Posted by: Reginald Cyntje | May 7, 2013

Quelbe, Folk Songs of My Youth

In my youth, I don’t remember violence in the community. What I remember most are the songs. These folk songs carry with them a legacy that can be traced back to Africa.

The melodies were simple but syncopated in a way that brought a smile to your face every time you heard them. My favorite was Queen Mary. Imagine little kids singing a protest song. The lyrics Queen Mary whe’ yo’ gon na bun. Beaming with pride we sang this song while we played feeling the spirit but not knowing the full meaning.

Every holiday season was a celebration. Mama, Bake the Johnny Cake and the Guavaberry Song were two of my favorite holiday songs. We didn’t have snow but we had great singers and musicians who celebrated culture with song. You could hear folk songs in church, in the streets and at home with family. To this day, the folk songs are sung by little kids.

But little kids can have a ball teasing each other. The song Wash Yo’ Skin in a Sardine Tin became Go Wash Yo Face in a Sardine Can. If you were not clean, you got teased…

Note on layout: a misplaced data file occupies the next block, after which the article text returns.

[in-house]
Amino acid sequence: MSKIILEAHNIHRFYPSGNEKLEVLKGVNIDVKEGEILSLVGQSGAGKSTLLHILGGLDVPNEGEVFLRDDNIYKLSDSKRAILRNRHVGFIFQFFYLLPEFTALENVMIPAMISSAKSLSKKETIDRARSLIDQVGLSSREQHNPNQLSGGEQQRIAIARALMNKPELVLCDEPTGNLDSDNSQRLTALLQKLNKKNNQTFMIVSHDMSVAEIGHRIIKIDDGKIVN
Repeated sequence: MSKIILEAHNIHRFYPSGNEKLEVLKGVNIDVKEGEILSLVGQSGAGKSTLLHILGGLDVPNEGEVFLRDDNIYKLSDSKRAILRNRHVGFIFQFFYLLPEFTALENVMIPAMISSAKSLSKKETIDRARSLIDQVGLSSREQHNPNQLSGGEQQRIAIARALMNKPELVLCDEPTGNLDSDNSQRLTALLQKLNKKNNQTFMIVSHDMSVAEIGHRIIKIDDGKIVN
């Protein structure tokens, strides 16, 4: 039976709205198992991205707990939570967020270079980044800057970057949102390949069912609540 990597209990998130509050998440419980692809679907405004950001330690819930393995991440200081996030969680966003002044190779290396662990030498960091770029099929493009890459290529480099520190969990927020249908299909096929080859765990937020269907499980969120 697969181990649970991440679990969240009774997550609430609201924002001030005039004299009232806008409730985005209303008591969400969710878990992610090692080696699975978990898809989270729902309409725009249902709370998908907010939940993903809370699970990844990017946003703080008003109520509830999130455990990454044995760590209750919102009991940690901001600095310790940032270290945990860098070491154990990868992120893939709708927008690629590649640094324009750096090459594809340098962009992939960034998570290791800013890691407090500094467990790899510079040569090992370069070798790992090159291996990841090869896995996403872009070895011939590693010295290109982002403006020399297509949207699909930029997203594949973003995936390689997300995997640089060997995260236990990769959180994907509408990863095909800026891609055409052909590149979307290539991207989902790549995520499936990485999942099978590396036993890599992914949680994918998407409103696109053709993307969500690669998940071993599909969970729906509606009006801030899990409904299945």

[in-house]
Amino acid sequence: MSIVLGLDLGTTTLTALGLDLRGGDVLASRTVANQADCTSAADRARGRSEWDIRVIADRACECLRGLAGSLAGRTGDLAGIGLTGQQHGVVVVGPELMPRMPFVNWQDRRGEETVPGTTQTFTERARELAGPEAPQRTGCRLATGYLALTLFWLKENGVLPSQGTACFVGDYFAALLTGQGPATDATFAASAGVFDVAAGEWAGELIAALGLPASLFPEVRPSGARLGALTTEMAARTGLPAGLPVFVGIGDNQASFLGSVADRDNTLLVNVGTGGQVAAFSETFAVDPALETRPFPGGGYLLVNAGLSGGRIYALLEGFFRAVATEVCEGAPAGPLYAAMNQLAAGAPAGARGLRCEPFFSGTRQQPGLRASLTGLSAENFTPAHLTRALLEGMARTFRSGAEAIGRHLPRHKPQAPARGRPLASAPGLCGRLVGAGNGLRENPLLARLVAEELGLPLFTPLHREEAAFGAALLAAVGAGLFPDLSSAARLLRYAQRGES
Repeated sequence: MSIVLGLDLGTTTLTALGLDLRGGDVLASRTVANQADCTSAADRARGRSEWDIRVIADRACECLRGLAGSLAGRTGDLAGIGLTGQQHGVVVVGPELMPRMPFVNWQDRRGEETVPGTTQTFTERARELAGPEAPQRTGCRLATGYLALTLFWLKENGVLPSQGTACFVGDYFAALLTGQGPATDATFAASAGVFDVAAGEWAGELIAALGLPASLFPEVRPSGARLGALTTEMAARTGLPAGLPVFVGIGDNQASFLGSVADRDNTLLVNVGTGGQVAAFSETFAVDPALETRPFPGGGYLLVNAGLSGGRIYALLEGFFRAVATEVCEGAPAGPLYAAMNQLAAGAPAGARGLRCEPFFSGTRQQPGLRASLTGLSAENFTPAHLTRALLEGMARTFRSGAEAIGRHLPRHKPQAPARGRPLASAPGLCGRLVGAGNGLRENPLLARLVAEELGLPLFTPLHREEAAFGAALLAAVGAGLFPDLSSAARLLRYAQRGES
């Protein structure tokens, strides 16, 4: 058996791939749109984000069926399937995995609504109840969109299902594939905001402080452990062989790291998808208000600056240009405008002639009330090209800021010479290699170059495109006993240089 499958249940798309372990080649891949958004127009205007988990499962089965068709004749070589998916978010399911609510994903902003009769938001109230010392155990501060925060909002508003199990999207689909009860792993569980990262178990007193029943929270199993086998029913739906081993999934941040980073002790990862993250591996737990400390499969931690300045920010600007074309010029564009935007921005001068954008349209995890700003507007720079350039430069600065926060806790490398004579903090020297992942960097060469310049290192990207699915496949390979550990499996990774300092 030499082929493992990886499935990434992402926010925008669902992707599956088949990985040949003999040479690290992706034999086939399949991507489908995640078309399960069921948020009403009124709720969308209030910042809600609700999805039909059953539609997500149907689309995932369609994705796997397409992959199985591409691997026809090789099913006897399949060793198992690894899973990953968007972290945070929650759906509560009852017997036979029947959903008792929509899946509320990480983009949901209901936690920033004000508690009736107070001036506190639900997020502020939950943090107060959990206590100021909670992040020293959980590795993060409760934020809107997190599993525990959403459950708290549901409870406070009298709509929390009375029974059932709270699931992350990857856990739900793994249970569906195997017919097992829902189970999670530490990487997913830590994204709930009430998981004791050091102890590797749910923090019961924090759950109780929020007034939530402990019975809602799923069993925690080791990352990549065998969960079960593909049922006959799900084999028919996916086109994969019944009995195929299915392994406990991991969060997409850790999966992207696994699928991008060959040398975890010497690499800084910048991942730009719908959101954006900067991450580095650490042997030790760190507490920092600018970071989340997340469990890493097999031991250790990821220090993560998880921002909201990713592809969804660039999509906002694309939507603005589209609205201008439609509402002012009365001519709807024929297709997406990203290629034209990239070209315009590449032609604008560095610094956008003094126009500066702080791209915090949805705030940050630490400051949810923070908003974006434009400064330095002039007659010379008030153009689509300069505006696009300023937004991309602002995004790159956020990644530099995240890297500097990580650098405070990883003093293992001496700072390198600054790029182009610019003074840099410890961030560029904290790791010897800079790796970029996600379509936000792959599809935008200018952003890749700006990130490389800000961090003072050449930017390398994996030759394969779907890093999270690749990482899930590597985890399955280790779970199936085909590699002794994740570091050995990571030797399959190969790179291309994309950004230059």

These songs were our blues. Our way of identifying with a troubled past but finding the joy in life. These songs told stories of yesterday that were relevant to the climate of Caribbean life.

I can perform Sly Mongoose today and a Virgin Islands child will join in singing Sly mongoose dog got yo’ name/Sly mongoose oh what a shame. We will both probably laugh at the playful melody. The double entendre might be revealed but the musical fellowship instantly creates community.

Quelbe and Scratch Band are some of the terms that survived to describe what the Africans were articulating musically. Regardless of what you call it, these folk songs explain a rich history.

I think I will play through some melodies and reminisce on my childhood memories.

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